So, since this is all about recommendations, let’s look at the attribute breakdown and see what we can learn.
One thing that jumped out at me was that Darknet Diaries had really low scores in a lot of areas I care about, but it was the only show with 10s. And it had two of them. I like this. It means it knows what it is and it leans heavily into that. Like I said, if you’re up for being entertained and educated about the world of hacking, there is simply nothing better.
Coming less from the scorecard, I’ve found there are generally two types of people when it comes to podcasts: people who need to be entertained to listen, and people who are simply searching for nuggets they can use elsewhere. I am in the second category, which is why I built a show around that. But if you’re looking for humor and entertainment, I’d say you should move towards Risky Business and avoid Unsupervised Learning. And if you’re looking for a super-efficient (but somewhat antiseptic) injection of content/ideas, I’d say go with UL. Note that TL;DRSec doesn’t have a podcast, so it’s not really rated on this count.
One thing that Risky Business has that Unsupervised Learning and TLDRSec doesn’t have, is a strong sense of attacker activity. With Patrick’s curiosity and Adam’s pentesting focus, they aren’t just talking about what happened but they also focus on linking the activity to a given threat actor, and mentioning other attacks they’ve been associated with. If you like being up to speed on what the bad guys are doing, from a security news perspective, Risky Business definitely has that covered. Darknet Diaries does that as well, but at a much narrower scope and in much more depth.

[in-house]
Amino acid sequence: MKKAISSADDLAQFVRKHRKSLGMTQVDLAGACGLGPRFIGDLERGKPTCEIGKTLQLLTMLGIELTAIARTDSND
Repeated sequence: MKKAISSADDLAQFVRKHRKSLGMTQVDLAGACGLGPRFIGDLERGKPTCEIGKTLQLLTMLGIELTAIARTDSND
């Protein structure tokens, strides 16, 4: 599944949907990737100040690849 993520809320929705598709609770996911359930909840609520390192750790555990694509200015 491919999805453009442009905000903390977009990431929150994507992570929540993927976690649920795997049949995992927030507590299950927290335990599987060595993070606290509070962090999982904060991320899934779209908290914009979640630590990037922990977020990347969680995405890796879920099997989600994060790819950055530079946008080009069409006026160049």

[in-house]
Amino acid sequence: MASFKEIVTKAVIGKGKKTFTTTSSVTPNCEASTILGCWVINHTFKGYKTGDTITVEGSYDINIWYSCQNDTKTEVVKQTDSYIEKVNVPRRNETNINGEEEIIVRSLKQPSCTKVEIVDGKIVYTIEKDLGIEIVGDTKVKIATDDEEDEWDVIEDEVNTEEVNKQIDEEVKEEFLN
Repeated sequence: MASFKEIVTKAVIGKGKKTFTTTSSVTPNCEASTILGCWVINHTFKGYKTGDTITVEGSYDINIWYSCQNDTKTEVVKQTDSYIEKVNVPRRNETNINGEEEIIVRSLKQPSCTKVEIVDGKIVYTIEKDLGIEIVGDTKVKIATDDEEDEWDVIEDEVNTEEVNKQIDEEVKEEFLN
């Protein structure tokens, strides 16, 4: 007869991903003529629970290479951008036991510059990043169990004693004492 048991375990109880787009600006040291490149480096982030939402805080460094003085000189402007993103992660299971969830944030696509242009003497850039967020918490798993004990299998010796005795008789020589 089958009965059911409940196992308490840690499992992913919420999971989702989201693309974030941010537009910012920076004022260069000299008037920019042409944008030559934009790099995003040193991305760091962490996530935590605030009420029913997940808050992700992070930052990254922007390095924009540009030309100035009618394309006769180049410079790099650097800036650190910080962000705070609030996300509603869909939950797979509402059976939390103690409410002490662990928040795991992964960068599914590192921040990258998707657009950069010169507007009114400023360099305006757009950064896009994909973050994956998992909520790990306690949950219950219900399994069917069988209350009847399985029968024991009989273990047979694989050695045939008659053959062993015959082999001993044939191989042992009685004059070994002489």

Unsupervised Learning, over the course of a year, ends up being less like a security show and more like a thinking and analysis show from the perspective of a security professional. Like I said, that’s either good or bad, depending on what you’re looking for. The show attempts to give not just the stories and the details, but the context and patterns and impact that they have on our lives. That’s the goal anyway.
TL;DRSec is highly focused on exposure to great research and does a really good job of highlighting the people behind that work. Clint is an extremely kind and positive person, and it shows in his newsletter. He is constantly lifting people up, exposing their work to people who might be interested, and making connections people with similar interests. You can think of Clint as a security research maven who is the most aware person out there of what people are working on. Combine that with his own technical expertise and you have a brilliant guy and a wonderful newsletter.
These are my top four recommendations for people to read or listen to within security.
They are very different.
Darknet diaries you have to listen to regardless. End of story.
Listen to/read Risky Business if you like Aussy/Kiwi snark combined with in-depth coverage of attacker groups.
Listen to/read Unsupervised Learning if you want security news combined with context, ideas, and analysis of how it impacts us as humans.
Read TLDRSec if you want the best exposure to the best security research, delivered in a positive and uplifting way.
I hope this helps you.
The original version of this piece had Adam as Australian. Apologies.